Our laboratory, using a systems biology approach, investigates molecular mechanisms underlying: normal and abnormal human endometrial development and function; the human female reproductive tract as a portal of entry for infection; and the exploration of endometrial renewal through stem cell-focused research.
Human endometrium is a steroid hormone responsive tissue in which embryo implantation occurs, or in non-conception cycles is shed and regenerated. It is also a mucosal tissue providing immune surveillance and protection against infectious agents ascending to the upper reproductive tract and systemically. Abnormalities of the endometrium can result in abnormal bleeding, poor regenerative capacity, endometriosis, infertility, implantation disorders (miscarriage, pre-eclampsia, intrauterine fetal growth restriction, pre-term birth), infection, polyps, hyperplasia, and cancer.
Human Endometrium as a Target of Steroid Hormones and Relevance to Health and Disease.
We use whole tissue and in vitro models of human endometrial primary cells to investigate the roles of steroid hormones, IGFs, WNT family members, and epigenetics in endometrial cellular proliferation and differentiation. We have also pursued gene discovery in normal endometrium across the menstrual cycle, in the disorder of endometriosis, in women with HIV, and in women using contraceptive steroids, contraceptive gels and excipients. These studies have resulted in identification of basic biologic processes within the tissue in response to steroid hormones normally and in several disease states and therapies, signaling pathways, and biomarkers of disease and novel therapeutic targets.
Endometrial Stem/Progenitor Cells
The endometrium is a tissue that has potent regenerative properties, capable of shedding each month during menses and subsequently regenerating without scarring. We are interested in identifying populations of mesenchymal, endothelial and epithelial stem cell progenitors responsible for this cyclic regeneration, with the goal of utilizing these cells for therapeutic purposes.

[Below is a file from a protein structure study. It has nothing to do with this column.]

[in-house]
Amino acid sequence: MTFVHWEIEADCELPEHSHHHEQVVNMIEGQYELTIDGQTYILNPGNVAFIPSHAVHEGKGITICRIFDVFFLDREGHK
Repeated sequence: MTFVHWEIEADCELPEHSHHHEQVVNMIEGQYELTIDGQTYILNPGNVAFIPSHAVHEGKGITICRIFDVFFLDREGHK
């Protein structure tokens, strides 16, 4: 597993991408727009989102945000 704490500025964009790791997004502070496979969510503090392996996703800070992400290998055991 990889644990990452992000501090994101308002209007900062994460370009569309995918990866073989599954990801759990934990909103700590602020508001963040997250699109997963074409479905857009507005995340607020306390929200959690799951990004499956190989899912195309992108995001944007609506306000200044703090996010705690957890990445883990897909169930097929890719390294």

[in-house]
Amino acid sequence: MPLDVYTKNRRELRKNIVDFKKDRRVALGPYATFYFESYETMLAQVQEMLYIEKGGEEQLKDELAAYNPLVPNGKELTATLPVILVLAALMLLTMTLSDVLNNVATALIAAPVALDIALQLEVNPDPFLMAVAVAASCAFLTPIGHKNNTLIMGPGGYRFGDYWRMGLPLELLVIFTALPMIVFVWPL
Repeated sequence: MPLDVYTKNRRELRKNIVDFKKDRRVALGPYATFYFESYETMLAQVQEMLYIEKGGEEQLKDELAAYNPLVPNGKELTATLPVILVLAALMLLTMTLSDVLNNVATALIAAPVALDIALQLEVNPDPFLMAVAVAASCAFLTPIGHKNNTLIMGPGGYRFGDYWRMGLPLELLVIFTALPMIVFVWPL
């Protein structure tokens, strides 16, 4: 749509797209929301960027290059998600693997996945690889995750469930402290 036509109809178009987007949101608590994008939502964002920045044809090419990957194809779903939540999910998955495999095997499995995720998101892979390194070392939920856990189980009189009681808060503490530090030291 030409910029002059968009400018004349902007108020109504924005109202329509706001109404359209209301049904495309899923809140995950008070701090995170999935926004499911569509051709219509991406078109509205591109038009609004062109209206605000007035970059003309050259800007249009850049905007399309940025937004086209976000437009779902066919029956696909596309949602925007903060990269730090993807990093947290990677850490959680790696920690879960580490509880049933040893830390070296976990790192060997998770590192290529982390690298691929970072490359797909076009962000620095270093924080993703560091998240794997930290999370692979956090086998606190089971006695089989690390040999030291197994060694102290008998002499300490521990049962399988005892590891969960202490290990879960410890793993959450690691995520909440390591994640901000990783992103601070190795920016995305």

The Human Female Reproductive Tract as a Portal of Entry for Infection
We have pursued a metagenomics approach to defining bacterial flora in human vagina under different steroid hormone conditions and in the setting of preterm delivery. Furthermore, we are investigating the role of the endometrium as a portal of entry for male-to-female HIV-1 transmission. We also participate in an NIH clinical trial group on therapies and prevention of sexually transmitted infections in women and men.
Immune Activation, Inflammation and the Endometrium
Currently, we are exploring the effects of common pelvic, uterine, and systemic disorders on endometrial function, including endometriosis, polycystic ovary syndrome (PCOS), and uterine fibroids. Emerging studies indicate that endometrial cells from women with these disorders exhibit biomarkers associated with inflammation and immune cell recruitment, which may contribute to pathological conditions such as uterine bleeding, pelvic pain, and infertility. To date, we have identified biomarkers of endometriosis using multidimensional genomic data.
The UCSF NIH Human Endometrial Tissue and DNA Bank
The Endometrial Tissue bank was established by Dr. Giudice in 1999 and is a national repository and resource for endometrial/blood specimens. For more information, visit the UCSF NIH Human Endometrial Tissue and DNA Bank.